Wednesday, 17 June 2015

Cerberus, the hound of hell!

Introduction

In Greek and Roman myth, Cerberus (pronounced Kerberos) was the 3-headed hound who guarded the entrance to Hades or Hell.  His job was to prevent the dead from escaping and the living from entering.  The hound seems to have accomplished the former perfectly, but at least some of the greatest Greek heroes did manage to enter the underworld whilst alive and then leave again.  For example, Orpheus managed to pass Cerberus in both directions - possibly by soothing the beast with his music - and Heracles actually captured the beast as his 12th labour!

Cerberus was sibling to a number of other monsters including the Lernaean Hydra and the Chimera.  So I suppose you could say that he (she?) came from a somewhat dysfunctional family.  I don't suppose that anyone wanted them as neighbours!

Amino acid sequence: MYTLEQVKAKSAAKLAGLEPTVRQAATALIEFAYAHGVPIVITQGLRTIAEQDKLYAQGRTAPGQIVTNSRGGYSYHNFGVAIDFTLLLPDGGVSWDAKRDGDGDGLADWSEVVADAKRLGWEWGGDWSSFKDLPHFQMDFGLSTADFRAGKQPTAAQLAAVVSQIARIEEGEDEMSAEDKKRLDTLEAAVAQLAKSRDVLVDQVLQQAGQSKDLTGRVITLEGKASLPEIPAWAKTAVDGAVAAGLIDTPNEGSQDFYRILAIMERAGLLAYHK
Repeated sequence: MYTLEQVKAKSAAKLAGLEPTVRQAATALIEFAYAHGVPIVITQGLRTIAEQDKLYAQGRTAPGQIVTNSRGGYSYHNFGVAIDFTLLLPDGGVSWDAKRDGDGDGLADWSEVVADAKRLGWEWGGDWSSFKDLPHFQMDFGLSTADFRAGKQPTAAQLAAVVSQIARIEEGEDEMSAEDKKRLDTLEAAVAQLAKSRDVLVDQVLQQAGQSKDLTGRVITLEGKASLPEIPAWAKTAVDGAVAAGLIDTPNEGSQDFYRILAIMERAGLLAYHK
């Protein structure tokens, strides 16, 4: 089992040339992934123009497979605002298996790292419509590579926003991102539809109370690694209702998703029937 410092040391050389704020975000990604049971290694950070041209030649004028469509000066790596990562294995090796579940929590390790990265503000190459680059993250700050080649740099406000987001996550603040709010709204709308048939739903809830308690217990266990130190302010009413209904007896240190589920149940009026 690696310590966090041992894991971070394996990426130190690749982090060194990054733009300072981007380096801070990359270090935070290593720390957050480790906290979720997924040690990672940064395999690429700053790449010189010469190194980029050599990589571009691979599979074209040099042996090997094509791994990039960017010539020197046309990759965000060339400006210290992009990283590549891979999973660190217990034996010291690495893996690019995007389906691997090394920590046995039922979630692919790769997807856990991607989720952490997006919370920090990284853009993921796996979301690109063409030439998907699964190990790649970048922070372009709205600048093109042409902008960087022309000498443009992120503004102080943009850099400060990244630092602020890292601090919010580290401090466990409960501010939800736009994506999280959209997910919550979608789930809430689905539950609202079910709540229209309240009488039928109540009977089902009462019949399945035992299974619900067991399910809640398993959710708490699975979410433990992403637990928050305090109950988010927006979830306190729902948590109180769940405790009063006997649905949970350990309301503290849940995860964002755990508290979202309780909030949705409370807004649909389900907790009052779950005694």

Cerberus

 There are several manufacturers who make 28mm models of 3-headed dogs.  I compared all of the ones that I discovered; in the end I chose to buy the Foundry figure.  This model comes in 3 parts: the body & central head and the 2 other heads.  Interestingly the outer heads are identical parts, though I wouldn't have realised this had I not built the piece.  They did need a little filler to mate them seamlessly to the body, but nothing too bad.

 I was aiming for a colouring similar to a brindled mastiff.  This should have some quite visible, if poorly defined, stripes on the body.  However the wash I used was a bit darker than intended and the stripes aren't really visible.  Still, the black elements (ears, muzzle and eye sockets) help to give the hound a sinister appearance nevertheless.